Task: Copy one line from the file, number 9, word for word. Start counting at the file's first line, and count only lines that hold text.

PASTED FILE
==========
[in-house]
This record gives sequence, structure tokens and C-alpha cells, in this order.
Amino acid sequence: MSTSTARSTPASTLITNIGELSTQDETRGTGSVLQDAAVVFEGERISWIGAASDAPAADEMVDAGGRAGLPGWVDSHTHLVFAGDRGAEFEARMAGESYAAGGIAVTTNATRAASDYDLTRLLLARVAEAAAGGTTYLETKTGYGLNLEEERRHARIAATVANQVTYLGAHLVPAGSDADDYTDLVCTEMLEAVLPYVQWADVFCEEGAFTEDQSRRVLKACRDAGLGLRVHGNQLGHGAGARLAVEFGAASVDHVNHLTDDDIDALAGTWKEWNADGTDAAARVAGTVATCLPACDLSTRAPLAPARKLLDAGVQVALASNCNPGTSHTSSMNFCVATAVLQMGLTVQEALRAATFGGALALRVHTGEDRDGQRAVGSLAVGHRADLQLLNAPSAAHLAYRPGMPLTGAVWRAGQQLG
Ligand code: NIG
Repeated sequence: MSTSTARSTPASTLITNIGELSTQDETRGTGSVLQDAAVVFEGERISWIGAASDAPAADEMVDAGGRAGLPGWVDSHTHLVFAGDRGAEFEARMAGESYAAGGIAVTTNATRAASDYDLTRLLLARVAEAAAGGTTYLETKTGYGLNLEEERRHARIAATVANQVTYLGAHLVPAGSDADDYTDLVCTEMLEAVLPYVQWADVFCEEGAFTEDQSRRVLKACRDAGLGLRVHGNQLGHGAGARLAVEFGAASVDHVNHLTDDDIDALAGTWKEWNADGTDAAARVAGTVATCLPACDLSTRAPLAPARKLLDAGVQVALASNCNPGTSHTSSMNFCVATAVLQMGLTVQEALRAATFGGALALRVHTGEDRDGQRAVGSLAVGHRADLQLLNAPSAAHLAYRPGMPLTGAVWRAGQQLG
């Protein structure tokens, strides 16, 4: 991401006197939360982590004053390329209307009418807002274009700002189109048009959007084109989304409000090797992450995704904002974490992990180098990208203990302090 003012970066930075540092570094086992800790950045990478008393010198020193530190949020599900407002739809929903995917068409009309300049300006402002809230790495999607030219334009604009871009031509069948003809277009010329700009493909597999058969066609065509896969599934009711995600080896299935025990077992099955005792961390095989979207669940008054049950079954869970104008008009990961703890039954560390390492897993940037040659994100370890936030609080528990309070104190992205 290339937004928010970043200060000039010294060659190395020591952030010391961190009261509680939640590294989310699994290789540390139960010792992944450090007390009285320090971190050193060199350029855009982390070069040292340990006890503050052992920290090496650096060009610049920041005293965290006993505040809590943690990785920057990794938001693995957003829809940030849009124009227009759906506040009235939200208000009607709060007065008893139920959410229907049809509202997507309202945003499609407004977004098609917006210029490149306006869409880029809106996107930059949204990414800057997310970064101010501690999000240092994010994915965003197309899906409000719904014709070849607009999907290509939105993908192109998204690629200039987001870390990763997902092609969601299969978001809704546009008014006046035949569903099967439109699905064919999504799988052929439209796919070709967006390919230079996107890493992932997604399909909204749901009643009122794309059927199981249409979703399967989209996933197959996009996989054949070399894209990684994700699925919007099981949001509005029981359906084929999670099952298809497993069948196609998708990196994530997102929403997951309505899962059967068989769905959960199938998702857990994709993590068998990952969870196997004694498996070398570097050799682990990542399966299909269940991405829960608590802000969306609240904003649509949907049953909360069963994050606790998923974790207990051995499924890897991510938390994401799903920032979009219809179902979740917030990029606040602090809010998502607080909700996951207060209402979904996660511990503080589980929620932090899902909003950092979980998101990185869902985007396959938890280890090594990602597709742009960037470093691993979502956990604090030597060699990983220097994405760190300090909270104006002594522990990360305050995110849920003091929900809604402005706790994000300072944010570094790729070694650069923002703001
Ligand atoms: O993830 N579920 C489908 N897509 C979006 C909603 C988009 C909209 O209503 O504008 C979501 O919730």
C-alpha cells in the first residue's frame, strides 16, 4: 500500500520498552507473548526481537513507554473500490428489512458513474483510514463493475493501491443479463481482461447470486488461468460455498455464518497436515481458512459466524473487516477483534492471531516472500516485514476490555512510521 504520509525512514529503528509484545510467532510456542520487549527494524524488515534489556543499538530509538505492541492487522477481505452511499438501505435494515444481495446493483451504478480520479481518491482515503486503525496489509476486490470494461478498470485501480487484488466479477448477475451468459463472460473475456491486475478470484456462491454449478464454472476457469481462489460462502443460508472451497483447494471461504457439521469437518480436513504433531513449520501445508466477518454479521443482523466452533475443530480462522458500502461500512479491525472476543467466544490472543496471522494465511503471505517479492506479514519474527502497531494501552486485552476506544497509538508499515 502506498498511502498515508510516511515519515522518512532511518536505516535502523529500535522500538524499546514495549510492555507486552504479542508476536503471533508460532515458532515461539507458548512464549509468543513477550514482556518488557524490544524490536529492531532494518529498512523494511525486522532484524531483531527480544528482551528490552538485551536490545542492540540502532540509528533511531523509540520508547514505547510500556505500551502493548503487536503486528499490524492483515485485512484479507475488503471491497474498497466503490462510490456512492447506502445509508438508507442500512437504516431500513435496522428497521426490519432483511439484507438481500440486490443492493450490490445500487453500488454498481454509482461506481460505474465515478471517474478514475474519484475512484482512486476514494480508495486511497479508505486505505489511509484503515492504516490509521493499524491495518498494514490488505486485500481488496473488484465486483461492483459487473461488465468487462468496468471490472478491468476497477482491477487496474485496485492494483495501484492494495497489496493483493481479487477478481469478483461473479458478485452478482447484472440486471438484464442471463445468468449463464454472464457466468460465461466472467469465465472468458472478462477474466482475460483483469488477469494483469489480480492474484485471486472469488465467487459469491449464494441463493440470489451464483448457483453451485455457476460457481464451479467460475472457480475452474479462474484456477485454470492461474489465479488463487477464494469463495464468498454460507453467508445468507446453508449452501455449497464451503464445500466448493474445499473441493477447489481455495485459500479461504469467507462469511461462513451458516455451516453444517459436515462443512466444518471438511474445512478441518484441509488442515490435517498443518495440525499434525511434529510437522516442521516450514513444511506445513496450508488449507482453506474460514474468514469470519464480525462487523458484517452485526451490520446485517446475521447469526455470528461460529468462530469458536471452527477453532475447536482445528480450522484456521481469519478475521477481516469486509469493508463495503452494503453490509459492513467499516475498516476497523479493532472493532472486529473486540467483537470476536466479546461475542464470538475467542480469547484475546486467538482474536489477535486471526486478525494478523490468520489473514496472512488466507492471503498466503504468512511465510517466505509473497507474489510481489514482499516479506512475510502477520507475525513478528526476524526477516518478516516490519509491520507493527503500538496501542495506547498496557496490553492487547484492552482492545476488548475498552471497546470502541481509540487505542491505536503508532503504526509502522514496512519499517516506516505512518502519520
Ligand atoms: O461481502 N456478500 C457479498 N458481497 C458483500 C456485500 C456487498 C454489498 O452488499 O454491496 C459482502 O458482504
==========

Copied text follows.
Ligand atoms: O461481502 N456478500 C457479498 N458481497 C458483500 C456485500 C456487498 C454489498 O452488499 O454491496 C459482502 O458482504